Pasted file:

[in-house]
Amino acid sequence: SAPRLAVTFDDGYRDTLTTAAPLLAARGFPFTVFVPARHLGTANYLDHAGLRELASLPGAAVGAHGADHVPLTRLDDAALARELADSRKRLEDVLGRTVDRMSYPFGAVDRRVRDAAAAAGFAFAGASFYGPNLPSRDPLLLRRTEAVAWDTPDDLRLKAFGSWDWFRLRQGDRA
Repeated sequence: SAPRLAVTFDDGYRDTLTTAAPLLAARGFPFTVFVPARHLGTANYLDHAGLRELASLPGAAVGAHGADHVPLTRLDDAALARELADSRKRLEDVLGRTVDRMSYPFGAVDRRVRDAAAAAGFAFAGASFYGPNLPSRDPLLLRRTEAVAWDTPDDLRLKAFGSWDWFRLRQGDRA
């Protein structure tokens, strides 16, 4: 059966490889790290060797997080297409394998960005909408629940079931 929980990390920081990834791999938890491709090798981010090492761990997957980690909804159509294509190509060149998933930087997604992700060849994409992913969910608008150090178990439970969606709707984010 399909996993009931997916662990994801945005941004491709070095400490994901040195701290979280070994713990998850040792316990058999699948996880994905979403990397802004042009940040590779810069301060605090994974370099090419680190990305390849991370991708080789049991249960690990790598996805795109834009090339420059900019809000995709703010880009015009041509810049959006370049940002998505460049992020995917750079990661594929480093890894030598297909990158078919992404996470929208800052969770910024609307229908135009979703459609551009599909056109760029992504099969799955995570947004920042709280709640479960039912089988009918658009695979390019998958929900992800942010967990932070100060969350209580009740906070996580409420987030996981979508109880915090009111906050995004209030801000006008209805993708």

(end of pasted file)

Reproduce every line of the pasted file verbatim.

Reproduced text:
[in-house]
Amino acid sequence: SAPRLAVTFDDGYRDTLTTAAPLLAARGFPFTVFVPARHLGTANYLDHAGLRELASLPGAAVGAHGADHVPLTRLDDAALARELADSRKRLEDVLGRTVDRMSYPFGAVDRRVRDAAAAAGFAFAGASFYGPNLPSRDPLLLRRTEAVAWDTPDDLRLKAFGSWDWFRLRQGDRA
Repeated sequence: SAPRLAVTFDDGYRDTLTTAAPLLAARGFPFTVFVPARHLGTANYLDHAGLRELASLPGAAVGAHGADHVPLTRLDDAALARELADSRKRLEDVLGRTVDRMSYPFGAVDRRVRDAAAAAGFAFAGASFYGPNLPSRDPLLLRRTEAVAWDTPDDLRLKAFGSWDWFRLRQGDRA
């Protein structure tokens, strides 16, 4: 059966490889790290060797997080297409394998960005909408629940079931 929980990390920081990834791999938890491709090798981010090492761990997957980690909804159509294509190509060149998933930087997604992700060849994409992913969910608008150090178990439970969606709707984010 399909996993009931997916662990994801945005941004491709070095400490994901040195701290979280070994713990998850040792316990058999699948996880994905979403990397802004042009940040590779810069301060605090994974370099090419680190990305390849991370991708080789049991249960690990790598996805795109834009090339420059900019809000995709703010880009015009041509810049959006370049940002998505460049992020995917750079990661594929480093890894030598297909990158078919992404996470929208800052969770910024609307229908135009979703459609551009599909056109760029992504099969799955995570947004920042709280709640479960039912089988009918658009695979390019998958929900992800942010967990932070100060969350209580009740906070996580409420987030996981979508109880915090009111906050995004209030801000006008209805993708």